A former premier is warning that if the Liberal party wins the election, they can expect there to be an all-out political war with at least two provinces – and possibly more.

In an interview with Don Martin that aired during Thursday's episode of CTV’s Power Play, former B.C. premier Christy Clark warned that Alberta and Ontario will not respond well if the Oct. 21 election results in a second term for the Trudeau-led Liberals.

"I think if Justin Trudeau is re-elected prime minister…there's no question Ontario and Alberta are going to be at war with the federal government," said Clark.

Tensions have been mounting between the premiers of those two provinces and the Liberal government from some time, and the campaign hasn’t set them on simmer.

Alberta Premier Jason Kenney flew to Ontario in early October to campaign alongside Conservative Leader Andrew Scheer. Kenney has also been on the offensive against Trudeau, saying in a September interview that Trudeau has "damaged national unity."

As for Ontario, Trudeau has gone after Premier Doug Ford multiple times during the election campaign. He's repeatedly mentioned Ford's name during press conferences as he tries to link the controversial Ontario leader to Scheer.

This hostility comes after months of arguments between the provinces and Trudeau's government, most of which surrounded the federally imposed price on carbon.

"[Trudeau] said tough luck, he brought in this national carbon tax. Almost nobody signed on. It's been a fractious, very difficult relationship," said Clark.

However, Ontario and Alberta aren't the only provinces that could prove to be tough customers for Trudeau, should he form government again.

Trudeau has left the door open to a potential intervention from the federal government on Quebec's controversial Bill 21, a secularism law that bans many public servants in Quebec from wearing religious symbols. The bill, which the Quebec government has been defending tooth and nail, is currently being challenged at the Quebec Court of Appeal.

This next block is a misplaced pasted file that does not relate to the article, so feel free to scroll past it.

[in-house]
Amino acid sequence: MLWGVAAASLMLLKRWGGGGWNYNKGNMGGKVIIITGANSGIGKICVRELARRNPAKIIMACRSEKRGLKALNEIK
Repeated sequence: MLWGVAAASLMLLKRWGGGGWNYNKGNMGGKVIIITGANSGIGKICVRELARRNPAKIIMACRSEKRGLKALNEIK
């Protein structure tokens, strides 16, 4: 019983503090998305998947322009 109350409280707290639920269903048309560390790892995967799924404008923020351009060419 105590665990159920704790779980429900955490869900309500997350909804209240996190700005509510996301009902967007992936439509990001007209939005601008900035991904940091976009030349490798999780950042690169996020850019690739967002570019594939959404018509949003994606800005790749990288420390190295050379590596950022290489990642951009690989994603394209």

According to Clark, If Trudeau does ultimately challenge the bill, "he'll be at war with the Quebec government."

Former Saskatchewan premier Brad Wall has also had some choice words for Trudeau, accusing him in a Thursday Facebook post of "openly campaigning against the oil industry" and of encouraging Quebecers to fight against the Alberta and Ontario premiers.

However, these issues could prove to be points of tension for any future prime minister, not just Trudeau. Former Ontario premier Kathleen Wynne said that she has her own concerns about provincial relations with a Scheer-led federal government.

"One of the things I worry about with Andrew Scheer, is…if he follows in Stephen Harper's model, meeting with one premier at a time or not at all," said Wynne on CTV's Power Play.

"Christy and I remember that kind of cold space between premiers and the prime minister."

Wynne said that although things have been tense between Trudeau and some provinces, she believes it's better to have an open dialogue involving all premiers.

"Yes, there are some pretty conflictual relationships at that table right now, but bringing everyone together and having the mix of premiers is a great antidote to specifically hostile relationships," said Wynne.

Regardless of who is awarded the keys to 24 Sussex on Monday night, relationships with the provinces will be key for pushing forward the agenda on key promises, such as the Liberal and NDP's pledged pharmacare and the Conservatives' promise of reduced inter-provincial trade barriers.